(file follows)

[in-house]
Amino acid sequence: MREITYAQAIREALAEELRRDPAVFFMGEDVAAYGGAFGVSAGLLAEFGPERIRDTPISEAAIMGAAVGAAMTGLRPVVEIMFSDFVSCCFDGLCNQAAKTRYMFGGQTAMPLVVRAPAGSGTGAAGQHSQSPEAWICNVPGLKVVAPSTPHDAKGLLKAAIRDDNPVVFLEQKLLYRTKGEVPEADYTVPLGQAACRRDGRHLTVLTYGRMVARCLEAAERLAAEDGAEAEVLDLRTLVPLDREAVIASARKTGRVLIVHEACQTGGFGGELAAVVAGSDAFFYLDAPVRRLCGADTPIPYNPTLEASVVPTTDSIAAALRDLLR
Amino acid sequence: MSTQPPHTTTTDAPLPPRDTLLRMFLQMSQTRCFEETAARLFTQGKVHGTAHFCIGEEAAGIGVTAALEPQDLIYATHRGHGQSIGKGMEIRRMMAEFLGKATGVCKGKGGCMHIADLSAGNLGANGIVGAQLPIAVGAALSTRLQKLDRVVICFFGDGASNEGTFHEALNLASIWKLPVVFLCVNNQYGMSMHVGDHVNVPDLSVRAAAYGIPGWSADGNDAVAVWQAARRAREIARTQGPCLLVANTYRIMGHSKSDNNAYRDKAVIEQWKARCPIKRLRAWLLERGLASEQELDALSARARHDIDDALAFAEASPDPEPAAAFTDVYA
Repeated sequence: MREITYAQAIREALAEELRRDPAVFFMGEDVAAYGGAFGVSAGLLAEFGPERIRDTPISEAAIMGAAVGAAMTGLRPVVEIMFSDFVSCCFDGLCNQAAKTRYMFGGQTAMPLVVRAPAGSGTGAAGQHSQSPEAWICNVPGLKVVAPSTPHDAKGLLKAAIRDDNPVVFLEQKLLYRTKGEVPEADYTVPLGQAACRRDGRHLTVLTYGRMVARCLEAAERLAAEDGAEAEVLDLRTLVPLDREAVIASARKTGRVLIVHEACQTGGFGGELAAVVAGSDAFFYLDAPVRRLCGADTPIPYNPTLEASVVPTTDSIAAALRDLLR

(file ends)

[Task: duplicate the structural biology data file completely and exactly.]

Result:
[in-house]
Amino acid sequence: MREITYAQAIREALAEELRRDPAVFFMGEDVAAYGGAFGVSAGLLAEFGPERIRDTPISEAAIMGAAVGAAMTGLRPVVEIMFSDFVSCCFDGLCNQAAKTRYMFGGQTAMPLVVRAPAGSGTGAAGQHSQSPEAWICNVPGLKVVAPSTPHDAKGLLKAAIRDDNPVVFLEQKLLYRTKGEVPEADYTVPLGQAACRRDGRHLTVLTYGRMVARCLEAAERLAAEDGAEAEVLDLRTLVPLDREAVIASARKTGRVLIVHEACQTGGFGGELAAVVAGSDAFFYLDAPVRRLCGADTPIPYNPTLEASVVPTTDSIAAALRDLLR
Amino acid sequence: MSTQPPHTTTTDAPLPPRDTLLRMFLQMSQTRCFEETAARLFTQGKVHGTAHFCIGEEAAGIGVTAALEPQDLIYATHRGHGQSIGKGMEIRRMMAEFLGKATGVCKGKGGCMHIADLSAGNLGANGIVGAQLPIAVGAALSTRLQKLDRVVICFFGDGASNEGTFHEALNLASIWKLPVVFLCVNNQYGMSMHVGDHVNVPDLSVRAAAYGIPGWSADGNDAVAVWQAARRAREIARTQGPCLLVANTYRIMGHSKSDNNAYRDKAVIEQWKARCPIKRLRAWLLERGLASEQELDALSARARHDIDDALAFAEASPDPEPAAAFTDVYA
Repeated sequence: MREITYAQAIREALAEELRRDPAVFFMGEDVAAYGGAFGVSAGLLAEFGPERIRDTPISEAAIMGAAVGAAMTGLRPVVEIMFSDFVSCCFDGLCNQAAKTRYMFGGQTAMPLVVRAPAGSGTGAAGQHSQSPEAWICNVPGLKVVAPSTPHDAKGLLKAAIRDDNPVVFLEQKLLYRTKGEVPEADYTVPLGQAACRRDGRHLTVLTYGRMVARCLEAAERLAAEDGAEAEVLDLRTLVPLDREAVIASARKTGRVLIVHEACQTGGFGGELAAVVAGSDAFFYLDAPVRRLCGADTPIPYNPTLEASVVPTTDSIAAALRDLLR